Still, no matter: occasions like this are the reason I also always carry a spare inner tube, and five minutes work had the tyre reinflated properly and me tryng to get at least some of the dirt off my hands. In another couple the bike is the right way up and I’m on my way.

    And before I get to the end of the road I have another puncture. In the same tyre.

    I only carry one can of foamy stuff and one spare inner tube, so this is the point at which I walk the bike home, lock it in the garage and use the hospital park ‘n ride to get to work. Two days later and the puncture is fixed, but there’s something wrong with the wheel thatI couldn’t fix before I ran out of daylight last night. Hopefully I can sort that this evening, or it’s park and ride for the rest of the week for me, and off to the bikeshop on Saturday morning.

    Still, I did say the bike was due a service anyway, didn’t I?

    It’s A Drag

    Tuesday, March 7th, 2017

    Leaving work last night I noticed that my bike’s back brakes were a bit loose, so I tightened the cable. I knew there was still a little bit of friction between the blocks and the rims – i.e. I’d overtightened the cable – but I thought that the first few quick dabs on the brakes as I whizzed down Dale Road hill would sort that out.

    It was only as I was puffing up the last big hill to home that I realised I was still being held back, and this morning cycling to work was like riding through treacle (and yes, I’ve checked the tyre pressures). I think the brakes need a bit more adjustment – mind you, the bike and I have now clocked up 2000 miles together so it’s due another proper service anyway. Got to organise that some time.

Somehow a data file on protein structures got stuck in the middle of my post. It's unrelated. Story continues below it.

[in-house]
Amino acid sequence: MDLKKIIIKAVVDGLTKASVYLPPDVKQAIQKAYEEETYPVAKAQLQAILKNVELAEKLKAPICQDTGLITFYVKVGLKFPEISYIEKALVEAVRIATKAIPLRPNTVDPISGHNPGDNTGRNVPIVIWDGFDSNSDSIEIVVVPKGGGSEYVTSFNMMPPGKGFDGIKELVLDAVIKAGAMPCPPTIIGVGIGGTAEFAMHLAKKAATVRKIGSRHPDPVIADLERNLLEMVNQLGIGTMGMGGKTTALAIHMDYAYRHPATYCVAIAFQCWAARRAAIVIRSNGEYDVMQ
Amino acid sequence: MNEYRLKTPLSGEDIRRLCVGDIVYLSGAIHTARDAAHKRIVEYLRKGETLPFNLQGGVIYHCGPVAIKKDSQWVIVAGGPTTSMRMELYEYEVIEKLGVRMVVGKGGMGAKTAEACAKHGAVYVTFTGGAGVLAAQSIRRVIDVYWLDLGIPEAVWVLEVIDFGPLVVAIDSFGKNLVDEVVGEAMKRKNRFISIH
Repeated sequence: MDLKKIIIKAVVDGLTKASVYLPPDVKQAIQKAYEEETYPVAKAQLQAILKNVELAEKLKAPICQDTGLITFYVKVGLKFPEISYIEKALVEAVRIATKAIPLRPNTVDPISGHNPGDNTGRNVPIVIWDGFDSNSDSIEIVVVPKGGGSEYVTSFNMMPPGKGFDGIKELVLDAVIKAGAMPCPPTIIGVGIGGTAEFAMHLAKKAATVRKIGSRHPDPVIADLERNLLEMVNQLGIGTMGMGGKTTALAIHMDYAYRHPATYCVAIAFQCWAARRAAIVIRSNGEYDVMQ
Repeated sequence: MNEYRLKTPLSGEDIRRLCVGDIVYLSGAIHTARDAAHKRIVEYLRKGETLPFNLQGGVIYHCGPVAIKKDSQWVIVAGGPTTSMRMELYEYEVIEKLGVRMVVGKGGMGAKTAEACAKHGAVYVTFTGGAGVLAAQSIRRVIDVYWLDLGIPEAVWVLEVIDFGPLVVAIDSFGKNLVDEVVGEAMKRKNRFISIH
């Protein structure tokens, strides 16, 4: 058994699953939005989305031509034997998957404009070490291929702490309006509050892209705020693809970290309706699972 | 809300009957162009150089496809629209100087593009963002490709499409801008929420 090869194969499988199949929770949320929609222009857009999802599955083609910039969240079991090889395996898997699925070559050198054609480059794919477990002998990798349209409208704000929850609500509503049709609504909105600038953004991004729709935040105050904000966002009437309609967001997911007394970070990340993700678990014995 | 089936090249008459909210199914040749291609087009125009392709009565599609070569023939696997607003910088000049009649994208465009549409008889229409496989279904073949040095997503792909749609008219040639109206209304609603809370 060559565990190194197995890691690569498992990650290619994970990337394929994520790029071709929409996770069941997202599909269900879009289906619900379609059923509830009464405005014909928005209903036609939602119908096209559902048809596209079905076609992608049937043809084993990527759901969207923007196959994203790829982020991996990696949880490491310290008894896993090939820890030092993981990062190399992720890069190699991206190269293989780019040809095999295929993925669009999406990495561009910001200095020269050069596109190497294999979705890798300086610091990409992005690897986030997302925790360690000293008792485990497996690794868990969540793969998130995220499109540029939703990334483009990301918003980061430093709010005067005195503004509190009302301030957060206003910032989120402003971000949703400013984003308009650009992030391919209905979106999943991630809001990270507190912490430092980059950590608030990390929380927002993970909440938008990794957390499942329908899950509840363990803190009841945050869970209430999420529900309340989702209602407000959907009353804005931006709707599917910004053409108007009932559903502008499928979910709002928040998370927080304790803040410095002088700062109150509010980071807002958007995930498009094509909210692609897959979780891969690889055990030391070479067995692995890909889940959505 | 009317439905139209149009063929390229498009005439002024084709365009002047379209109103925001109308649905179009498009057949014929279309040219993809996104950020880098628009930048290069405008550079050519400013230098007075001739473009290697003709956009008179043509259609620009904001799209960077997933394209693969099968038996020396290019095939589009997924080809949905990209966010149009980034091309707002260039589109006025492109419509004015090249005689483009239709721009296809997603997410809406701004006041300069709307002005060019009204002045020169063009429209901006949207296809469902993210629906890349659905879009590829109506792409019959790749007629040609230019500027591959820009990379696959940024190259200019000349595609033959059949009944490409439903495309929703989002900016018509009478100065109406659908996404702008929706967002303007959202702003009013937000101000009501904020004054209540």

I Like to Ride my Bicycle

    Wednesday, February 22nd, 2017

    So, cycling, eh?

    When I first knew that I was going to be working at the hospital, I realised that driving to work probably wouldn’t be sustainable: I’d been warned at the interview that new staff werent being allocated parking permits, and although I have a volunteer permit for when I’m on site as a hospital radio person, I guessed that using that regularly when attending for work would a) get me into trouble, and b) lead to me losing the permit altogether.

    So I reviewed the non-car-related options: I first investigated buying a small motorbike, but when you factor in the cost of training, safety kit, regular maintenance and all the other expenses – as well as actually buying the bike – this works out to be quite an expensive option. Probably if you’re spending that money anyway because motorbiking is fun and your regular mode of transport then adding commuting is nearly a zero-cost option, but starting from scratch is expen$ive. A good chum suggested I look at an electric bike – but that too worked out pretty costly.

    So I thought of buying a bike. I hadn’t ridden one at all since I stopped working in London, and it must be twenty or more years since I cycled seriously…but you don’t forget do you? It’s like…umm…riding a bike? Purple Fred (whom I love very much, and who knows me pretty well) had an even better idea:

    “If you buy a bike, you’ll come up with all sorts of excuses not to ride it. If I buy you a bike for Christmas, you’ll feel obliged to ride it and get all those lovely health benefits”

    So, I got a bike for Christmas, and Young Fred (I can’t call him Mini Fred now he’s taller than me) bought me lights and a waterbottle holder. I’ve now been cycling daily for just over a year, and I’ve got loads fitter, as well as losing some weight. I’ve started doing longer rides for fun, and at the end of April I’ll be doing my longest ride yet…66 miles around the Isle of Wight, raising money for Young Fred’s school trip to Vietnam.

    What’s that you say? Do I have a JustGiving page where you could contribute to this most worthy of causes? Funny you should say that…

    Here it is – and there’s even a picture of me in lycra